The near side (left) and far side (right) of the Moon, showing the outline of the three biggest impact basins. CREDIT: Japan’s National Institute of Advanced Industrial Science and Technology.

The largest dark spot on the Moon, known as the Ocean of Storms, is more than 1,800 miles wide and may be a scar from a giant cosmic impact, researchers say.

The near side of the Moon is quite different from the far side. Widespread plains of volcanic rock called “maria” (Latin for seas) cover nearly a third of the near side, but the far side has only a few maria.

Researchers have posed a number of explanations for the vast disparity between the Moon’s near and far sides, but now scientists in Japan say that a giant collision may explain the Moon’s two-faced nature.

The points show high low-calcium pyroxene concentrations, discovered through data mining of Kaguya’s spectral data archive. CREDIT: Japan’s National Institute of Advanced Industrial Science and Technology.

The researchers analyzed the composition of the Moon’s surface using data from the Japanese lunar orbiter Kaguya/Selene. These data revealed that a low-calcium variety of the mineral pyroxene is concentrated around Oceanus Procellarum and large impact craters such as the South Pole-Aitken and Imbrium basins. This type of pyroxene is linked with the melting and excavation of material from the lunar mantle, and suggests the Ocean of Storms is a leftover from a cataclysmic impact.

This collision would have generated “a 3,000-kilometer (1,800-mile) wide magma sea several hundred kilometers in depth,” said lead study author Ryosuke Nakamura, a planetary scientist at the National Institute of Advanced Industrial Science and Technology in Tsukuba, Japan.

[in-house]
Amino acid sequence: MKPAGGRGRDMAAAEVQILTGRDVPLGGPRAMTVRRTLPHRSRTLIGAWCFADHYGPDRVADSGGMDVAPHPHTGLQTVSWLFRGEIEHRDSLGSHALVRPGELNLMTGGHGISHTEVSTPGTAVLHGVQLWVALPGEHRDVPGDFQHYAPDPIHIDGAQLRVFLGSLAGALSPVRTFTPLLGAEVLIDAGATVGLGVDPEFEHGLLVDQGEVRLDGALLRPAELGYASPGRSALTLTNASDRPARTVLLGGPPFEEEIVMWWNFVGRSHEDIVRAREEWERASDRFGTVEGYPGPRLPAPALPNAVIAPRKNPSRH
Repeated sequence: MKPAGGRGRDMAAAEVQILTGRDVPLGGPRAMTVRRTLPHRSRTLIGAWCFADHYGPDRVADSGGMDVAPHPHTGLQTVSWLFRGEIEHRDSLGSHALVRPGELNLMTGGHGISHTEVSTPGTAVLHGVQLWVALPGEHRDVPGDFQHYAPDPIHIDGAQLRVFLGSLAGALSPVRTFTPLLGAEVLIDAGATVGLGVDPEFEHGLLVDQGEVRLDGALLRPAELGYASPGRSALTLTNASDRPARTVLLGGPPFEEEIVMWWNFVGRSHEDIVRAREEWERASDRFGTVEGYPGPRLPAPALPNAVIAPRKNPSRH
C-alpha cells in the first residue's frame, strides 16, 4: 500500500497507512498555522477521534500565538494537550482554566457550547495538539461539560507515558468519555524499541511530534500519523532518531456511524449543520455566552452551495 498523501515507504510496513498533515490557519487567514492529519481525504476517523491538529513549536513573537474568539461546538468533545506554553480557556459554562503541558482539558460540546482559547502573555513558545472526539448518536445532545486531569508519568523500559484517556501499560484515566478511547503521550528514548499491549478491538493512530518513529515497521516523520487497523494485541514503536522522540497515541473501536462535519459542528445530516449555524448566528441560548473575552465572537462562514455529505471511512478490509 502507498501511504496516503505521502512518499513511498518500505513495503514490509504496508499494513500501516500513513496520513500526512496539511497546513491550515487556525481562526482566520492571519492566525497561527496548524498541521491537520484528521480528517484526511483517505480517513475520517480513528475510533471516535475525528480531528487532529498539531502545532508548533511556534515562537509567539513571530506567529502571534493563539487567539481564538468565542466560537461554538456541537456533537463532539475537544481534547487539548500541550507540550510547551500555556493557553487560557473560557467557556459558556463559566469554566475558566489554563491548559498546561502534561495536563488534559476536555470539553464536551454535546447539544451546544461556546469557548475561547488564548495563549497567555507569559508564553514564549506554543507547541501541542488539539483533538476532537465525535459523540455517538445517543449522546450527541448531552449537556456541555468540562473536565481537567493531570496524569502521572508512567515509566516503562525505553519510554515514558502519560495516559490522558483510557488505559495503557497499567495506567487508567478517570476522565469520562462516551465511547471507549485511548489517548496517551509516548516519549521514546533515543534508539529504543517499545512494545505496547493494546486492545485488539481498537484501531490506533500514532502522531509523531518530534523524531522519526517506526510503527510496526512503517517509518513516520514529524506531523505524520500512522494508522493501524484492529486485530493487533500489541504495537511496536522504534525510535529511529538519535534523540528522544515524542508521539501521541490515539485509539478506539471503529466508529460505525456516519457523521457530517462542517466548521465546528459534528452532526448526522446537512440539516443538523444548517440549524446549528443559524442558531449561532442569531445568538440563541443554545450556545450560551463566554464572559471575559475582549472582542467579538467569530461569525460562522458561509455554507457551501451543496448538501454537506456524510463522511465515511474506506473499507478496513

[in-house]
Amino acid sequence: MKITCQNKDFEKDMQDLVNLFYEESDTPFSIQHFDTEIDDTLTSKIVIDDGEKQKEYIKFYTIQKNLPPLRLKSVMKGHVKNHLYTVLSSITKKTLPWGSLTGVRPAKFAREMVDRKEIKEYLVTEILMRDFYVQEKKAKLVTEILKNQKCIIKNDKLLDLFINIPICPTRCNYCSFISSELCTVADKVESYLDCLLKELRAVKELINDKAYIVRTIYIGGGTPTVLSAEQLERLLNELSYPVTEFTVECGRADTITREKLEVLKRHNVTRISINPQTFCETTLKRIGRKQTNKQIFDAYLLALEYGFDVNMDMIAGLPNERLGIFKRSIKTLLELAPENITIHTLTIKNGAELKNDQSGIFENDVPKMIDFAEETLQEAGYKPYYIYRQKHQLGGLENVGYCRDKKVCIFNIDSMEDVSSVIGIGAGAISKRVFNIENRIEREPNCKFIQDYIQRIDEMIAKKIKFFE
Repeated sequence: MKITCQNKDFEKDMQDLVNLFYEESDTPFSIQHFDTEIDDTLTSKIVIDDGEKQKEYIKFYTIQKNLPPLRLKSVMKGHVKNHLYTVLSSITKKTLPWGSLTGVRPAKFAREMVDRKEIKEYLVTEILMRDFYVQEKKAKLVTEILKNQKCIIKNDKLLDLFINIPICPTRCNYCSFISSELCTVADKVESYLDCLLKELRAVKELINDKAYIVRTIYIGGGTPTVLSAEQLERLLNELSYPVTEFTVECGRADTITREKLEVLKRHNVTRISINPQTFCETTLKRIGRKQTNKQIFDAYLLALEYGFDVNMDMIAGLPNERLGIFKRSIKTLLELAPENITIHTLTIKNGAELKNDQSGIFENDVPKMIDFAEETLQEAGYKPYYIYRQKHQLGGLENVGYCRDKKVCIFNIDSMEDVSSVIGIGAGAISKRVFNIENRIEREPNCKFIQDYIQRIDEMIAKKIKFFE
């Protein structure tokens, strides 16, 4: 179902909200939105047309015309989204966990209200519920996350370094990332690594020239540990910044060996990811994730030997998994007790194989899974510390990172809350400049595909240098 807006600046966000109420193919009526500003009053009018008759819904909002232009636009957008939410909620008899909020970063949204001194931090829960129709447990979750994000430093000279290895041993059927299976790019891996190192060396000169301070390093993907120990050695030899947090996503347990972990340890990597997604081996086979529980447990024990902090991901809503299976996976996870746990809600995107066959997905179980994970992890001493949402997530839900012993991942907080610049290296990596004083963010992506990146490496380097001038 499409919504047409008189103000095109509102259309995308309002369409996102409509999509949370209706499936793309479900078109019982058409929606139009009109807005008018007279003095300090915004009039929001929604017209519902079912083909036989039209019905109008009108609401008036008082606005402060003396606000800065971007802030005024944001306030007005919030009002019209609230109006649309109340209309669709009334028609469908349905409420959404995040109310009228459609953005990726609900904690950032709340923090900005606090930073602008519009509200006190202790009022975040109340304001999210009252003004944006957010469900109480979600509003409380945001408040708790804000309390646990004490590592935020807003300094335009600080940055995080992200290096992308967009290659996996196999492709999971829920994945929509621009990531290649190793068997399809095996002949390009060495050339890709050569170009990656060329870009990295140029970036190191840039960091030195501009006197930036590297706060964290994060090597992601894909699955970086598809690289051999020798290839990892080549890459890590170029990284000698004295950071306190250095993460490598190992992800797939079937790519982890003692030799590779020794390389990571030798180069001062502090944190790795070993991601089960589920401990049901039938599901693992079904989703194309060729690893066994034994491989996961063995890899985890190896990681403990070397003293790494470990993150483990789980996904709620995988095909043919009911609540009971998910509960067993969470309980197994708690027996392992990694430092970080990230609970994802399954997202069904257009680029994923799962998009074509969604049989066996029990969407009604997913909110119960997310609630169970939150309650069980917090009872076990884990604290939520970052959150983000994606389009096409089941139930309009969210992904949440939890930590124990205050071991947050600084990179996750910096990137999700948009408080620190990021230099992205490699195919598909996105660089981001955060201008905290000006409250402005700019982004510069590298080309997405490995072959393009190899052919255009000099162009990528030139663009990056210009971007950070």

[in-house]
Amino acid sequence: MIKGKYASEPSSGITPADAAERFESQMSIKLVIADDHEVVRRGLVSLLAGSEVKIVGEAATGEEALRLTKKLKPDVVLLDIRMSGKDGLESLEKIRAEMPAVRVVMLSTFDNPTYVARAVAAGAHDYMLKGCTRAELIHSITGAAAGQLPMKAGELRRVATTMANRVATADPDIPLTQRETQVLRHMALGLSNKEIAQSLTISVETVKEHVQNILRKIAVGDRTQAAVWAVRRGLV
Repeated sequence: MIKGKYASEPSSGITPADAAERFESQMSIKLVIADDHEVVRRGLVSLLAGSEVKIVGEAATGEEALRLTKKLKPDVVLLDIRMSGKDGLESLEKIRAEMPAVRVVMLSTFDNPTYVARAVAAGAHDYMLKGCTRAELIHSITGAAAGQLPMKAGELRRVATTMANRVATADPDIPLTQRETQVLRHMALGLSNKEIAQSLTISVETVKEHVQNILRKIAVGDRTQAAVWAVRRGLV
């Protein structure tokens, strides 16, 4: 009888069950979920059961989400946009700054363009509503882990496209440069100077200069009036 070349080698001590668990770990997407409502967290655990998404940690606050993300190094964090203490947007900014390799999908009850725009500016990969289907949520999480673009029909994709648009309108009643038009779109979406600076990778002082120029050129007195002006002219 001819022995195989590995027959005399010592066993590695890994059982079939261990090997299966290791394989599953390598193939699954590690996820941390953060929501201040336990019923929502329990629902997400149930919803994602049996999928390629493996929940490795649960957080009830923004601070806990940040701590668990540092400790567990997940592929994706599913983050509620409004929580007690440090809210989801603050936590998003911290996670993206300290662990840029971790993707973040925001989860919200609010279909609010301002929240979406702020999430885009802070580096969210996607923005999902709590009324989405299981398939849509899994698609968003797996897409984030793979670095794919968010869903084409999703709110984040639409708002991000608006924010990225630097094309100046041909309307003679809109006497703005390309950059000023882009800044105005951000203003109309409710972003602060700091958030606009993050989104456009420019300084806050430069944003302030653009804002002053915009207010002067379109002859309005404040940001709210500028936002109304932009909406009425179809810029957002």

The investigators say that collisions large enough to create Oceanus Procellarum and the Moon’s other giant impact basins would have completely stripped the original crust on the near side of the Moon. The crust that later formed there from the molten rock left after these impacts would differ dramatically from that on the far side, explaining why these halves are so distinct.

The discovery provides the first compositional evidence that the Procellarum basin was the relic of a gigantic impact, which could be confirmed by future lunar sample return missions, such as Moonrise, a proposed NASA mission that would send an unmanned probe to collect lunar dirt and return it to Earth.

“The neighboring Earth likely experienced similar-sized impacts around the same period,” Nakamura added. “It would have had a great effect on the onset of Earth’s continental crust formation and the beginning of life.”

The scientists detailed their findings online Oct. 28 in the journal Nature Geoscience.

Read the full story at

Posted by: Soderman/NLSI Staff
Source: Charles Q. Choi;

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